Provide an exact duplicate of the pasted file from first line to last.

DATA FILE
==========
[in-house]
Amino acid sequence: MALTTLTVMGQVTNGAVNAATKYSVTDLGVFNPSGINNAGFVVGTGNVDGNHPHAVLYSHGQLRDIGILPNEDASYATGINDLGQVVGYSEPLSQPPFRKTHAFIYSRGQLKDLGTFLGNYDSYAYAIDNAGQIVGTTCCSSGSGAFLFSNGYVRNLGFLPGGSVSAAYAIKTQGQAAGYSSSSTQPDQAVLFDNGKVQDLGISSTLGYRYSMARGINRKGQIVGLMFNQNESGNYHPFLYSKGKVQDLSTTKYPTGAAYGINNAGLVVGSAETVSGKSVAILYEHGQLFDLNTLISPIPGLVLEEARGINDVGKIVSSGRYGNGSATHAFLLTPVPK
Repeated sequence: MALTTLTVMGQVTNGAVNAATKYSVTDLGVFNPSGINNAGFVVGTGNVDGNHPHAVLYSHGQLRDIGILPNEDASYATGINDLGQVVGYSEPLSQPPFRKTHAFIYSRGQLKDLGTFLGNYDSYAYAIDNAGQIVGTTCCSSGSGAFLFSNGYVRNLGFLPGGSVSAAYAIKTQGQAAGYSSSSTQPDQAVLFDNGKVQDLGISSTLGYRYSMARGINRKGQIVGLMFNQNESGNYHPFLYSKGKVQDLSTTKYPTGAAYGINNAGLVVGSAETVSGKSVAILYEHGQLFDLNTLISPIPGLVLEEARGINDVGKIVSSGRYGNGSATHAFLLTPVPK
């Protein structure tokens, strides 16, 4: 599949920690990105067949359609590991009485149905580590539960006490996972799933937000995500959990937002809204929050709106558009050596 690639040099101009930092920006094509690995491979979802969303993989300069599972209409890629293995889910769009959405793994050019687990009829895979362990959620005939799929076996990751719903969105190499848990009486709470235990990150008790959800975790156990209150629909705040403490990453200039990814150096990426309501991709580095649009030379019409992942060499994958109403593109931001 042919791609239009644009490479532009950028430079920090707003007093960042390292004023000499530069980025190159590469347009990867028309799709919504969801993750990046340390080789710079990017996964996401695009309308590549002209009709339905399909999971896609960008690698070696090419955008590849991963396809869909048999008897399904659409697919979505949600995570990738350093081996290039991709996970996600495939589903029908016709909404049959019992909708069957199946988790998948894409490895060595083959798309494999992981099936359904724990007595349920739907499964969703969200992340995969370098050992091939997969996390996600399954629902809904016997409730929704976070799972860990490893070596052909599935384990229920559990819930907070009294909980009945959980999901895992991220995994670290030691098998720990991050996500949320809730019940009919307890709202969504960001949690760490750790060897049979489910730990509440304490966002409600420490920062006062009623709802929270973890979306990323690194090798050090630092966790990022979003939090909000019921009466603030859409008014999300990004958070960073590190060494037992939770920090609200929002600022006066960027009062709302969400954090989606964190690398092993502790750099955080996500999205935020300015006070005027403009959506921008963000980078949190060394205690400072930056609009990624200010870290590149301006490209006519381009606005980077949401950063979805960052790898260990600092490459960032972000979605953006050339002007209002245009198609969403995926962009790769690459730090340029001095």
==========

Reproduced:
[in-house]
Amino acid sequence: MALTTLTVMGQVTNGAVNAATKYSVTDLGVFNPSGINNAGFVVGTGNVDGNHPHAVLYSHGQLRDIGILPNEDASYATGINDLGQVVGYSEPLSQPPFRKTHAFIYSRGQLKDLGTFLGNYDSYAYAIDNAGQIVGTTCCSSGSGAFLFSNGYVRNLGFLPGGSVSAAYAIKTQGQAAGYSSSSTQPDQAVLFDNGKVQDLGISSTLGYRYSMARGINRKGQIVGLMFNQNESGNYHPFLYSKGKVQDLSTTKYPTGAAYGINNAGLVVGSAETVSGKSVAILYEHGQLFDLNTLISPIPGLVLEEARGINDVGKIVSSGRYGNGSATHAFLLTPVPK
Repeated sequence: MALTTLTVMGQVTNGAVNAATKYSVTDLGVFNPSGINNAGFVVGTGNVDGNHPHAVLYSHGQLRDIGILPNEDASYATGINDLGQVVGYSEPLSQPPFRKTHAFIYSRGQLKDLGTFLGNYDSYAYAIDNAGQIVGTTCCSSGSGAFLFSNGYVRNLGFLPGGSVSAAYAIKTQGQAAGYSSSSTQPDQAVLFDNGKVQDLGISSTLGYRYSMARGINRKGQIVGLMFNQNESGNYHPFLYSKGKVQDLSTTKYPTGAAYGINNAGLVVGSAETVSGKSVAILYEHGQLFDLNTLISPIPGLVLEEARGINDVGKIVSSGRYGNGSATHAFLLTPVPK
């Protein structure tokens, strides 16, 4: 599949920690990105067949359609590991009485149905580590539960006490996972799933937000995500959990937002809204929050709106558009050596 690639040099101009930092920006094509690995491979979802969303993989300069599972209409890629293995889910769009959405793994050019687990009829895979362990959620005939799929076996990751719903969105190499848990009486709470235990990150008790959800975790156990209150629909705040403490990453200039990814150096990426309501991709580095649009030379019409992942060499994958109403593109931001 042919791609239009644009490479532009950028430079920090707003007093960042390292004023000499530069980025190159590469347009990867028309799709919504969801993750990046340390080789710079990017996964996401695009309308590549002209009709339905399909999971896609960008690698070696090419955008590849991963396809869909048999008897399904659409697919979505949600995570990738350093081996290039991709996970996600495939589903029908016709909404049959019992909708069957199946988790998948894409490895060595083959798309494999992981099936359904724990007595349920739907499964969703969200992340995969370098050992091939997969996390996600399954629902809904016997409730929704976070799972860990490893070596052909599935384990229920559990819930907070009294909980009945959980999901895992991220995994670290030691098998720990991050996500949320809730019940009919307890709202969504960001949690760490750790060897049979489910730990509440304490966002409600420490920062006062009623709802929270973890979306990323690194090798050090630092966790990022979003939090909000019921009466603030859409008014999300990004958070960073590190060494037992939770920090609200929002600022006066960027009062709302969400954090989606964190690398092993502790750099955080996500999205935020300015006070005027403009959506921008963000980078949190060394205690400072930056609009990624200010870290590149301006490209006519381009606005980077949401950063979805960052790898260990600092490459960032972000979605953006050339002007209002245009198609969403995926962009790769690459730090340029001095």